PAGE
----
Monthly Archives: January 2023

She’d Had Enough of Loneliness. Taking Action Meant Taking a Risk.

The need for connection is basic to our survival. Overcoming the lack of it sometimes requires courage, a lesson I learned recently from a complete stranger.

My critique partner and I were meeting at our usual place – a Starbucks inside Barnes and Noble. “Jenn” and I get together most Friday afternoons to share our rewrites and new work, and to hash out problems, like, does this paragraph even belong here? Or, how can I have two men named William in the story?

After reading aloud, and deciding to scrap, her new material, Jenn was eager for me to read a few paragraphs from a book I’d found on the library’s “free shelf” and really liked. We eventually got around to my rewrites. And as our meetings sometimes go, the conversation drifted off course; we were now discussing brain fog, that almost indescribable state of being unable to concentrate.

That’s when I noticed an older woman, maybe mid-seventies, sitting alone at the next table. She wasn’t engrossed in her books or with her phone, as are most people these days, but appeared to be observing us. I sent a nod of acknowledgment her way, and maybe a slip of a smile.

As Jenn and I continued our discussion (what the devil does cause brain fog, anyway?), I became aware of a moving figure in my peripheral vision. Then more detail: a head, slightly bent; hands meekly clasped at the waist. And suddenly, the woman from the next table was standing right in front of us, as if drawn by a magnet.

“I see you sitting here, talking to each other, and I have no one,” she said, her voice beseeching, her accent unmistakably German.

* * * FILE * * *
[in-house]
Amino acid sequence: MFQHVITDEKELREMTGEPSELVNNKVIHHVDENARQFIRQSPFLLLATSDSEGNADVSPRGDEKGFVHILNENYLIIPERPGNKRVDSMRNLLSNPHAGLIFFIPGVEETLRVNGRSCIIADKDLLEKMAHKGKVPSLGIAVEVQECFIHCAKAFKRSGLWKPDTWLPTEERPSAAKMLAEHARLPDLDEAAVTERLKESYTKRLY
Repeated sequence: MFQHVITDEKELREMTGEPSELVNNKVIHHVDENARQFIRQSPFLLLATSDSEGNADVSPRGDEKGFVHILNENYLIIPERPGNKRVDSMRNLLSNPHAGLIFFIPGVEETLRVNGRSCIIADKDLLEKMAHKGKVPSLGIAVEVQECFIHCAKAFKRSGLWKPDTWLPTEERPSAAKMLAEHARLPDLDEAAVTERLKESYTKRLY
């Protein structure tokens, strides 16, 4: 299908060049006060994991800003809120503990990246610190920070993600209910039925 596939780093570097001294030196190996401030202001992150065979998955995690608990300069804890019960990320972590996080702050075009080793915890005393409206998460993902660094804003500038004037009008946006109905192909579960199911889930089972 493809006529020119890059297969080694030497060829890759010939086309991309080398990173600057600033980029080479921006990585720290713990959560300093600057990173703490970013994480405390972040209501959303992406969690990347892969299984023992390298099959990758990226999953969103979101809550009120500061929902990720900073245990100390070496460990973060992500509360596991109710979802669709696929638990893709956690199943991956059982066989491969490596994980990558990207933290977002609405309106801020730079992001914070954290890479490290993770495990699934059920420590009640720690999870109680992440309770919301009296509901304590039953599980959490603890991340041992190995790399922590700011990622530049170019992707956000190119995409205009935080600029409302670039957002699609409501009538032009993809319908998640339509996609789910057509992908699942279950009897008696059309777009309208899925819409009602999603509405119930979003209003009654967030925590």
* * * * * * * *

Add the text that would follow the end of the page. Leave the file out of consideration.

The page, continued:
Jenn reached for her handbag and pulled out a surgical mask, mumbling something about not wanting to take any chances. I’d had Covid just before Christmas, and decided to wear one as well.

The woman’s straight, chin-length hair – which seemed not yet all gray – framed her oval face. And she wore the shy, pained expression of heartfelt longing. “I want to be like you!” she said.

Jenn and I made eye contact, a silent agreement that we would be kind. But behind our masks, our words sounded muted and distant. After several minutes Jenn mentioned that we were writers in the middle of a work session.

“I write, too!” the woman said, her face brightening with hope.

She had not taken the hint. It must have been my nod that encouraged her, I thought. Now we were either going to have to invite her to take a seat, or…what? “What’s your name?” I asked.

She came a bit closer. “Eva,” she said, her hands still clasped at her waist.

Trying to get a feel for her plight, I asked some of the usual questions one asks of a new acquaintance. As it turns out, Eva lives with a granddaughter – a busy mother of three with a fulltime job. She had dropped Eva off at the bookstore that day. And the day before.

Once again, her eyes imploring, she stated her purpose: she only wanted someone to talk to, to be included.